Leukemia: Causes, Symptoms & Treatments

Leukemia is a type of cancer that affects the blood and bone marrow. It is one of the most common cancers in the United States, with approximately 61,000 new cases diagnosed each year. This disease can affect both adults and children, making it a significant concern for many. Understanding and know how to recognize this type of cancer is crucial. Diagnosing it sooner improves the chances of getting better.


Causes of Leukemia

Leukemia affects the blood and bone marrow, where blood cells are made. In this case, the body produces abnormal blood cells that grow and divide uncontrollably. These abnormal cells crowd out healthy blood cells, making it hard for the body to work properly. The two most common causes are genetic factors and exposure to high levels of radiation. Genetic factors mean that some people inherit changes in their DNA that increase their risk of getting leukemia. Exposure to high levels of radiation, such as from nuclear accidents or radiation therapy for other cancers, can damage the DNA in blood cells, leading to this type of cancer. Other causes include:

  1. Chemical Exposure: Contact with certain chemicals like benzene can increase the risk.
  2. Smoking: Tobacco smoke contains harmful chemicals that can cause mutations in blood cells.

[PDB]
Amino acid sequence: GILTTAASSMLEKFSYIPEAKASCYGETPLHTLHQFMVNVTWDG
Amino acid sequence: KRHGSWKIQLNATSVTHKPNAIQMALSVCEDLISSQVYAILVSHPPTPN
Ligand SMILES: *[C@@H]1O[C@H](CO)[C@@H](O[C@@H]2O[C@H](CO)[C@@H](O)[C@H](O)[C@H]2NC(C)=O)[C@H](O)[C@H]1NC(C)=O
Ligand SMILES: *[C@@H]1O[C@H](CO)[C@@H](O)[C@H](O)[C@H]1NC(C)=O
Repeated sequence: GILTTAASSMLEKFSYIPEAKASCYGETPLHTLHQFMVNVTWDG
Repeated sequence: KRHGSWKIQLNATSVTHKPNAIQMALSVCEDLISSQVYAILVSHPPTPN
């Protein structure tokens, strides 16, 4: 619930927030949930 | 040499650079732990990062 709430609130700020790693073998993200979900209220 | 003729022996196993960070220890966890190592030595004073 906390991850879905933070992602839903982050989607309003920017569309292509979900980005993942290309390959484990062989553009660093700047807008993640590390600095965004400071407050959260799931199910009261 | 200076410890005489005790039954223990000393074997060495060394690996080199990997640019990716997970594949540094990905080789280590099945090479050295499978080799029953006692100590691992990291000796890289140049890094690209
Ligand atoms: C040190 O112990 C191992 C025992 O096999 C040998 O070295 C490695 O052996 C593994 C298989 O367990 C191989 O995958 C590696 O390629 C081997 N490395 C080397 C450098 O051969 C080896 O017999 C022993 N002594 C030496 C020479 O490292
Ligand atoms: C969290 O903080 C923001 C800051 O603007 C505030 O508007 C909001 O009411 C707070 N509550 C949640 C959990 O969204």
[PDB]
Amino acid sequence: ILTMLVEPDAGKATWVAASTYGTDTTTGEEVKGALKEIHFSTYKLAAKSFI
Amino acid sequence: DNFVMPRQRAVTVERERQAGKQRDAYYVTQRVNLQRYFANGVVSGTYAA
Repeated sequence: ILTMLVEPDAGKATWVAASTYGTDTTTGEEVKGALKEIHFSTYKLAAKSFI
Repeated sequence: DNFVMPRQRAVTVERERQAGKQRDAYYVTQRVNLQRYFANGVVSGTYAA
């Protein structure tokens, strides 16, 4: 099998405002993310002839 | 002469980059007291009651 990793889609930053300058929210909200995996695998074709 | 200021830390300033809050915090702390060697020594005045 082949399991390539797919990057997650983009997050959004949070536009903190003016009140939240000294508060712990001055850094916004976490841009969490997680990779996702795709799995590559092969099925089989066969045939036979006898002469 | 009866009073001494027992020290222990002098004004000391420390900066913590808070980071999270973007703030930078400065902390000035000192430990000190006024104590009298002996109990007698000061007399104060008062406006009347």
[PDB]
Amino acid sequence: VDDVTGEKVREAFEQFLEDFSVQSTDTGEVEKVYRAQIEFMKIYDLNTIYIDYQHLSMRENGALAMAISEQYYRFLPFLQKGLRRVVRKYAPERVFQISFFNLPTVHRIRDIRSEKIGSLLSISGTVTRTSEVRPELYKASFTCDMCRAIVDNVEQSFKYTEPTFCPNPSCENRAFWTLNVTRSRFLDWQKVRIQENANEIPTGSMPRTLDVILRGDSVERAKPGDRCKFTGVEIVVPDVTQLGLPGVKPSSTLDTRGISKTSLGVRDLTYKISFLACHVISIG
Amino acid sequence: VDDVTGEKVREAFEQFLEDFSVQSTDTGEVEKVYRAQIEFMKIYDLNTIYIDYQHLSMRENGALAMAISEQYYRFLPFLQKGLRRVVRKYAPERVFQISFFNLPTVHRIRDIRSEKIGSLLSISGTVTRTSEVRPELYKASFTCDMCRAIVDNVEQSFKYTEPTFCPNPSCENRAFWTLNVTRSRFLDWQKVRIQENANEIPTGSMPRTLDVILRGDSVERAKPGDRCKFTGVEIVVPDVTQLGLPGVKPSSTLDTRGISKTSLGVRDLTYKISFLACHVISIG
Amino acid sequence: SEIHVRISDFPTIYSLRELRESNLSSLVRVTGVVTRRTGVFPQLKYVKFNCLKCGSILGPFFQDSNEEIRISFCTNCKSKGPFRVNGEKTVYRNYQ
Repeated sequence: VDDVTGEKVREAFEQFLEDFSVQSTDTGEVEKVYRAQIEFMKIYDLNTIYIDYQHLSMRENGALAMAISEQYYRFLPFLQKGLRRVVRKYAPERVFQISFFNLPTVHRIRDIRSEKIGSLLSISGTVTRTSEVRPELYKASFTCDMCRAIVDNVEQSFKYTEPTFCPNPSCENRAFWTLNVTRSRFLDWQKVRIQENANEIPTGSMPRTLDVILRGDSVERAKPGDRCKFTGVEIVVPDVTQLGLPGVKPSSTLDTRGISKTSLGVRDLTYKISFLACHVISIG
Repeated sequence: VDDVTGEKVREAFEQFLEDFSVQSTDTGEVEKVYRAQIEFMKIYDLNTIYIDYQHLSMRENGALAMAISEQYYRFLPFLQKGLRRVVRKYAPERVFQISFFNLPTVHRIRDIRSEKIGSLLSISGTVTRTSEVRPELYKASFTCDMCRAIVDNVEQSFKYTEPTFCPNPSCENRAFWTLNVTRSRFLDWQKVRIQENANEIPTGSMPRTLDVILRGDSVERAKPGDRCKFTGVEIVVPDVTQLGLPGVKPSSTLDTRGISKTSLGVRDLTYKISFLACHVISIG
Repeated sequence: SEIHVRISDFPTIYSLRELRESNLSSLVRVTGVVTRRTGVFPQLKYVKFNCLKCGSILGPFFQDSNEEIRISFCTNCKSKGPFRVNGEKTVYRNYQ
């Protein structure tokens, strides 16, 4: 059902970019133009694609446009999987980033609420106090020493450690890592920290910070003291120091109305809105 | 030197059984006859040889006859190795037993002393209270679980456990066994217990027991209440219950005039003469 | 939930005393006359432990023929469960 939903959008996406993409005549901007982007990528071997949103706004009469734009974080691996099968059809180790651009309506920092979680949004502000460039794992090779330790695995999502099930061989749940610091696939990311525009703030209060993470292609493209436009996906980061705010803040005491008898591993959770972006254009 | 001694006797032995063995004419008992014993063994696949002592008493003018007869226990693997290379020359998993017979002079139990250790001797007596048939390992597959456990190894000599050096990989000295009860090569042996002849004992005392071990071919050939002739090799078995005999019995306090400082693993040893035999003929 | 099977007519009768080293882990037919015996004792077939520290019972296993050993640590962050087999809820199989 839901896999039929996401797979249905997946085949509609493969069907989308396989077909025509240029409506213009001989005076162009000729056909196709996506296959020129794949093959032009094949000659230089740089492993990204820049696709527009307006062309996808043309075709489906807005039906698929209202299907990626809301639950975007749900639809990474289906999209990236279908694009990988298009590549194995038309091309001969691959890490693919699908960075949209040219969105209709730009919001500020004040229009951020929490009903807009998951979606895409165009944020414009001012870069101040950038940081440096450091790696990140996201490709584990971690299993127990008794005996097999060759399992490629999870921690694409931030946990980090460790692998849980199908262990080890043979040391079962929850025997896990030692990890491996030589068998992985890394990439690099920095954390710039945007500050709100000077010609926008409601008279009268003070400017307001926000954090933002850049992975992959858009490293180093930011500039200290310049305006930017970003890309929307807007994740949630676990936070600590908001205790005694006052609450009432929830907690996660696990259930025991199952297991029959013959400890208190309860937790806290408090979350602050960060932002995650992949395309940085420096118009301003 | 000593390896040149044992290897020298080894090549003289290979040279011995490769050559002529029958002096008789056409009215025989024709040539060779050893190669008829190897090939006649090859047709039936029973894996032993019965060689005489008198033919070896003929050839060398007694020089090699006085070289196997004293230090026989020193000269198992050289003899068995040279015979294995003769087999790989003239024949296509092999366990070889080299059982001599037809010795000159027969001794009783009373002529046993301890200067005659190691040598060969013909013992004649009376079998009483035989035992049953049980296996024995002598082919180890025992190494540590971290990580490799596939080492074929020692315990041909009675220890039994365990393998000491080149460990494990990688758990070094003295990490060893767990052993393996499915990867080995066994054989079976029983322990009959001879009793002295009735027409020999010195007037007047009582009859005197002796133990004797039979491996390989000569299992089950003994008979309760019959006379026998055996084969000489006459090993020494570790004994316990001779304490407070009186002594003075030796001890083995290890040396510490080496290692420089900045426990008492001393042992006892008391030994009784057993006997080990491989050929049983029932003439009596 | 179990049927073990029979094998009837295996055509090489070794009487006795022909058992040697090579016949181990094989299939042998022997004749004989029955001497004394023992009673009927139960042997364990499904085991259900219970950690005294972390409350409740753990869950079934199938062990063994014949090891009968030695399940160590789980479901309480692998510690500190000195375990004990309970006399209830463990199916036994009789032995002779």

3. Previous Cancer Treatments: Chemotherapy and radiation therapy can sometimes lead to leukemia later in life.
  4. Certain Medical Conditions: Some genetic disorders, like Down syndrome, are linked to a higher risk of leukemia.
  5. Family History: Having a close relative with leukemia can increase the risk, though this is less common.

Are There Different Types?

There are different types of leukemia. This table gives an easy-to-read overview about the different types. It shows how quickly each type progresses, which blood cells are affected, the age group most commonly affected, and how many new cases are diagnosed each year in the United States. Note: These estimates provide a general idea of how common each type of leukemia is in the United States.

Type of Leukemia Progression Affected Cells Most Common Age Group Chance of Getting This Type in America
Acute Lymphocytic Leukemia (ALL) Rapid Lymphoid cells Children About 6,000 new cases per year
Acute Myeloid Leukemia (AML) Rapid Myeloid cells Adults and children About 20,000 new cases per year
Chronic Lymphocytic Leukemia (CLL) Slow Lymphoid cells Older adults About 21,000 new cases per year
Chronic Myeloid Leukemia (CML) Slow Myeloid cells Adults About 8,500 new cases per year

Continue reading on the next page and discover, among others, how you can recognize this type of cancer (even in early stages).

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